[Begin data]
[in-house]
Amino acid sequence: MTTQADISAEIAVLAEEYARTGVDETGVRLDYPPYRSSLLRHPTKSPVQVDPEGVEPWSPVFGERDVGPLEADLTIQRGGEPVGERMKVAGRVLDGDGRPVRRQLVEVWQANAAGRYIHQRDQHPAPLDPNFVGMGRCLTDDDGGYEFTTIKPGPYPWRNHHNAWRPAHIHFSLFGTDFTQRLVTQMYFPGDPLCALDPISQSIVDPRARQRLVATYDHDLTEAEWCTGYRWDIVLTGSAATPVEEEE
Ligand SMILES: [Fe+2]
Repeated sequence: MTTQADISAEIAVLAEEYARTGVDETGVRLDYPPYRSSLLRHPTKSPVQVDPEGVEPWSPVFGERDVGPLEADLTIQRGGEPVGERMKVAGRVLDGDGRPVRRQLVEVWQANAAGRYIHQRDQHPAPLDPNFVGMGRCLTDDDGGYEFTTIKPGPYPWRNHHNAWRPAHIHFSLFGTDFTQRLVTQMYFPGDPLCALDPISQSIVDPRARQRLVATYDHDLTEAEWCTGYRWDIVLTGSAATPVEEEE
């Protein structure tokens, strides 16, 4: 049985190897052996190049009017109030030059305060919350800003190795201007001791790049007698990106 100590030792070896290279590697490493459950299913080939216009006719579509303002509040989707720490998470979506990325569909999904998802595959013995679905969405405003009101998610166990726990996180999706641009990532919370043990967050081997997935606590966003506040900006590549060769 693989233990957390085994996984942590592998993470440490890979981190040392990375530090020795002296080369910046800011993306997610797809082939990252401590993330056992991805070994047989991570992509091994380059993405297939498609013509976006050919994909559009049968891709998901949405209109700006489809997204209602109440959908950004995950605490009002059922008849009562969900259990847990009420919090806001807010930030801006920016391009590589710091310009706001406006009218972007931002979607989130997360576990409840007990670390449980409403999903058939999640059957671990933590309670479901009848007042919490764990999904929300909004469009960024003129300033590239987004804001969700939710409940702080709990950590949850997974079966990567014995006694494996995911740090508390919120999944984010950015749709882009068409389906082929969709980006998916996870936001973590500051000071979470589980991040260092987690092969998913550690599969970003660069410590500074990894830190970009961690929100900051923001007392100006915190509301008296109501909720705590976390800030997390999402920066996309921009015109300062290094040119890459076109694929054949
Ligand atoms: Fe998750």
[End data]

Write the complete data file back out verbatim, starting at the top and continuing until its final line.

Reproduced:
[in-house]
Amino acid sequence: MTTQADISAEIAVLAEEYARTGVDETGVRLDYPPYRSSLLRHPTKSPVQVDPEGVEPWSPVFGERDVGPLEADLTIQRGGEPVGERMKVAGRVLDGDGRPVRRQLVEVWQANAAGRYIHQRDQHPAPLDPNFVGMGRCLTDDDGGYEFTTIKPGPYPWRNHHNAWRPAHIHFSLFGTDFTQRLVTQMYFPGDPLCALDPISQSIVDPRARQRLVATYDHDLTEAEWCTGYRWDIVLTGSAATPVEEEE
Ligand SMILES: [Fe+2]
Repeated sequence: MTTQADISAEIAVLAEEYARTGVDETGVRLDYPPYRSSLLRHPTKSPVQVDPEGVEPWSPVFGERDVGPLEADLTIQRGGEPVGERMKVAGRVLDGDGRPVRRQLVEVWQANAAGRYIHQRDQHPAPLDPNFVGMGRCLTDDDGGYEFTTIKPGPYPWRNHHNAWRPAHIHFSLFGTDFTQRLVTQMYFPGDPLCALDPISQSIVDPRARQRLVATYDHDLTEAEWCTGYRWDIVLTGSAATPVEEEE
């Protein structure tokens, strides 16, 4: 049985190897052996190049009017109030030059305060919350800003190795201007001791790049007698990106 100590030792070896290279590697490493459950299913080939216009006719579509303002509040989707720490998470979506990325569909999904998802595959013995679905969405405003009101998610166990726990996180999706641009990532919370043990967050081997997935606590966003506040900006590549060769 693989233990957390085994996984942590592998993470440490890979981190040392990375530090020795002296080369910046800011993306997610797809082939990252401590993330056992991805070994047989991570992509091994380059993405297939498609013509976006050919994909559009049968891709998901949405209109700006489809997204209602109440959908950004995950605490009002059922008849009562969900259990847990009420919090806001807010930030801006920016391009590589710091310009706001406006009218972007931002979607989130997360576990409840007990670390449980409403999903058939999640059957671990933590309670479901009848007042919490764990999904929300909004469009960024003129300033590239987004804001969700939710409940702080709990950590949850997974079966990567014995006694494996995911740090508390919120999944984010950015749709882009068409389906082929969709980006998916996870936001973590500051000071979470589980991040260092987690092969998913550690599969970003660069410590500074990894830190970009961690929100900051923001007392100006915190509301008296109501909720705590976390800030997390999402920066996309921009015109300062290094040119890459076109694929054949
Ligand atoms: Fe998750």